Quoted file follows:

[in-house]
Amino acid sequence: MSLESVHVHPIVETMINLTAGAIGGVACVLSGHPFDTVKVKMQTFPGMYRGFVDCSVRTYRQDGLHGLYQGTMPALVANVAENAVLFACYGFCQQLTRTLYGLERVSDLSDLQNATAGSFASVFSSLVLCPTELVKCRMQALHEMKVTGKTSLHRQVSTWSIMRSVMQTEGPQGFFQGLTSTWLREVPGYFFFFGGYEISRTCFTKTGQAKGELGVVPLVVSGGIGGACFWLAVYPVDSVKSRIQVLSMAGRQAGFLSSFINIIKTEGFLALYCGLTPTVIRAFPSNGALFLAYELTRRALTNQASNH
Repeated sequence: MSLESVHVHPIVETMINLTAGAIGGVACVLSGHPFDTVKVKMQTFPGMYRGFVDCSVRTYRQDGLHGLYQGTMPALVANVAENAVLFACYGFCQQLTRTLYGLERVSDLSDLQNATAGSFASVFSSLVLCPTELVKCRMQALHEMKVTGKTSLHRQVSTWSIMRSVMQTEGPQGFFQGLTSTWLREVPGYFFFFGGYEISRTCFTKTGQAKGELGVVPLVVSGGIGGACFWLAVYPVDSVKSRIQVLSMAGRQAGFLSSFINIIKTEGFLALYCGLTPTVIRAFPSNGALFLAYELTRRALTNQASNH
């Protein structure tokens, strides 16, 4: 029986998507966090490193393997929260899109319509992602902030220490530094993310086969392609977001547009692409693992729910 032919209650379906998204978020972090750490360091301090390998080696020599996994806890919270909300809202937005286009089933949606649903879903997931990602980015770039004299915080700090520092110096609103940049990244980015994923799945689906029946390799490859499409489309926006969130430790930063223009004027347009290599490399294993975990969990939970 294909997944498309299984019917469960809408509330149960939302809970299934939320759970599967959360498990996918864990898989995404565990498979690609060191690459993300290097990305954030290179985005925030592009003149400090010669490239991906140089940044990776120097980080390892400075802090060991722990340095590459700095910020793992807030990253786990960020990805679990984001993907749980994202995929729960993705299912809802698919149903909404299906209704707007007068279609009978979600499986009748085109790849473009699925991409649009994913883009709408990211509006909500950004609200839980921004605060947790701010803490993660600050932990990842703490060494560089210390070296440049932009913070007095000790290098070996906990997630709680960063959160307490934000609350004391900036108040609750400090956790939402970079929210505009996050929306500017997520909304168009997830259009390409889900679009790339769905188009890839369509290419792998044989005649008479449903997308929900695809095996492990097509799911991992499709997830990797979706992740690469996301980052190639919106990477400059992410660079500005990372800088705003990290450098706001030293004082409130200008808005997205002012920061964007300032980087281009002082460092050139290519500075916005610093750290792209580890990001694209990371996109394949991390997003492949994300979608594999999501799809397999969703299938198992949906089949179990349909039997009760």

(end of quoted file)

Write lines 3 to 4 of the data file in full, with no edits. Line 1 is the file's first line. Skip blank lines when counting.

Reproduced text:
Repeated sequence: MSLESVHVHPIVETMINLTAGAIGGVACVLSGHPFDTVKVKMQTFPGMYRGFVDCSVRTYRQDGLHGLYQGTMPALVANVAENAVLFACYGFCQQLTRTLYGLERVSDLSDLQNATAGSFASVFSSLVLCPTELVKCRMQALHEMKVTGKTSLHRQVSTWSIMRSVMQTEGPQGFFQGLTSTWLREVPGYFFFFGGYEISRTCFTKTGQAKGELGVVPLVVSGGIGGACFWLAVYPVDSVKSRIQVLSMAGRQAGFLSSFINIIKTEGFLALYCGLTPTVIRAFPSNGALFLAYELTRRALTNQASNH
């Protein structure tokens, strides 16, 4: 029986998507966090490193393997929260899109319509992602902030220490530094993310086969392609977001547009692409693992729910 032919209650379906998204978020972090750490360091301090390998080696020599996994806890919270909300809202937005286009089933949606649903879903997931990602980015770039004299915080700090520092110096609103940049990244980015994923799945689906029946390799490859499409489309926006969130430790930063223009004027347009290599490399294993975990969990939970 294909997944498309299984019917469960809408509330149960939302809970299934939320759970599967959360498990996918864990898989995404565990498979690609060191690459993300290097990305954030290179985005925030592009003149400090010669490239991906140089940044990776120097980080390892400075802090060991722990340095590459700095910020793992807030990253786990960020990805679990984001993907749980994202995929729960993705299912809802698919149903909404299906209704707007007068279609009978979600499986009748085109790849473009699925991409649009994913883009709408990211509006909500950004609200839980921004605060947790701010803490993660600050932990990842703490060494560089210390070296440049932009913070007095000790290098070996906990997630709680960063959160307490934000609350004391900036108040609750400090956790939402970079929210505009996050929306500017997520909304168009997830259009390409889900679009790339769905188009890839369509290419792998044989005649008479449903997308929900695809095996492990097509799911991992499709997830990797979706992740690469996301980052190639919106990477400059992410660079500005990372800088705003990290450098706001030293004082409130200008808005997205002012920061964007300032980087281009002082460092050139290519500075916005610093750290792209580890990001694209990371996109394949991390997003492949994300979608594999999501799809397999969703299938198992949906089949179990349909039997009760």